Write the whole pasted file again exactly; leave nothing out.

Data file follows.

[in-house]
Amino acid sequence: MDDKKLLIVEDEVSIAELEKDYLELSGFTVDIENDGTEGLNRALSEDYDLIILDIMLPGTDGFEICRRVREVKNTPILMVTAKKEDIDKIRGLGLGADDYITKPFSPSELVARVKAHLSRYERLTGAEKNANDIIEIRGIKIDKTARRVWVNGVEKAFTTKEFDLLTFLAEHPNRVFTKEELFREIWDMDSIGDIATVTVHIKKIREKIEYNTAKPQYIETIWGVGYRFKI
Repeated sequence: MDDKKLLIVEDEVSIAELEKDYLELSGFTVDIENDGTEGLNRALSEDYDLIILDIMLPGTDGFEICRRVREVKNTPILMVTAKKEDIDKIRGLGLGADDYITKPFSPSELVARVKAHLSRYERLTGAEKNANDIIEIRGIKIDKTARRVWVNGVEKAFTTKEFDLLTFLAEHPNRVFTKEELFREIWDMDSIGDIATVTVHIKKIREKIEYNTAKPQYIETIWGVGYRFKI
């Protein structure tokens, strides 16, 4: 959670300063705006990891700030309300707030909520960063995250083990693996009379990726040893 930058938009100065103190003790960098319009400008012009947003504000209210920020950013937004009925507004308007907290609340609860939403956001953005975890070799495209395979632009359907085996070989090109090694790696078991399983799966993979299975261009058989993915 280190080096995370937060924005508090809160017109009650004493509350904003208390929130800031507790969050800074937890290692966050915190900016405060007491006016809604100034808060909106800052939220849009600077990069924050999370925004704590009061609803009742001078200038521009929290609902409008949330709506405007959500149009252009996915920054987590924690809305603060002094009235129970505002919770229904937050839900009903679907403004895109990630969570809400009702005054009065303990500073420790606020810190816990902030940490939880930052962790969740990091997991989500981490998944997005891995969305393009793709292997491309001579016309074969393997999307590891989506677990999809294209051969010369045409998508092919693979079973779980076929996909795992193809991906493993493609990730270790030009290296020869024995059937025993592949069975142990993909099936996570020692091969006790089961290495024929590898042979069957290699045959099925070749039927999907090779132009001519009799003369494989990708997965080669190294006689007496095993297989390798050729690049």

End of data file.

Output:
[in-house]
Amino acid sequence: MDDKKLLIVEDEVSIAELEKDYLELSGFTVDIENDGTEGLNRALSEDYDLIILDIMLPGTDGFEICRRVREVKNTPILMVTAKKEDIDKIRGLGLGADDYITKPFSPSELVARVKAHLSRYERLTGAEKNANDIIEIRGIKIDKTARRVWVNGVEKAFTTKEFDLLTFLAEHPNRVFTKEELFREIWDMDSIGDIATVTVHIKKIREKIEYNTAKPQYIETIWGVGYRFKI
Repeated sequence: MDDKKLLIVEDEVSIAELEKDYLELSGFTVDIENDGTEGLNRALSEDYDLIILDIMLPGTDGFEICRRVREVKNTPILMVTAKKEDIDKIRGLGLGADDYITKPFSPSELVARVKAHLSRYERLTGAEKNANDIIEIRGIKIDKTARRVWVNGVEKAFTTKEFDLLTFLAEHPNRVFTKEELFREIWDMDSIGDIATVTVHIKKIREKIEYNTAKPQYIETIWGVGYRFKI
């Protein structure tokens, strides 16, 4: 959670300063705006990891700030309300707030909520960063995250083990693996009379990726040893 930058938009100065103190003790960098319009400008012009947003504000209210920020950013937004009925507004308007907290609340609860939403956001953005975890070799495209395979632009359907085996070989090109090694790696078991399983799966993979299975261009058989993915 280190080096995370937060924005508090809160017109009650004493509350904003208390929130800031507790969050800074937890290692966050915190900016405060007491006016809604100034808060909106800052939220849009600077990069924050999370925004704590009061609803009742001078200038521009929290609902409008949330709506405007959500149009252009996915920054987590924690809305603060002094009235129970505002919770229904937050839900009903679907403004895109990630969570809400009702005054009065303990500073420790606020810190816990902030940490939880930052962790969740990091997991989500981490998944997005891995969305393009793709292997491309001579016309074969393997999307590891989506677990999809294209051969010369045409998508092919693979079973779980076929996909795992193809991906493993493609990730270790030009290296020869024995059937025993592949069975142990993909099936996570020692091969006790089961290495024929590898042979069957290699045959099925070749039927999907090779132009001519009799003369494989990708997965080669190294006689007496095993297989390798050729690049």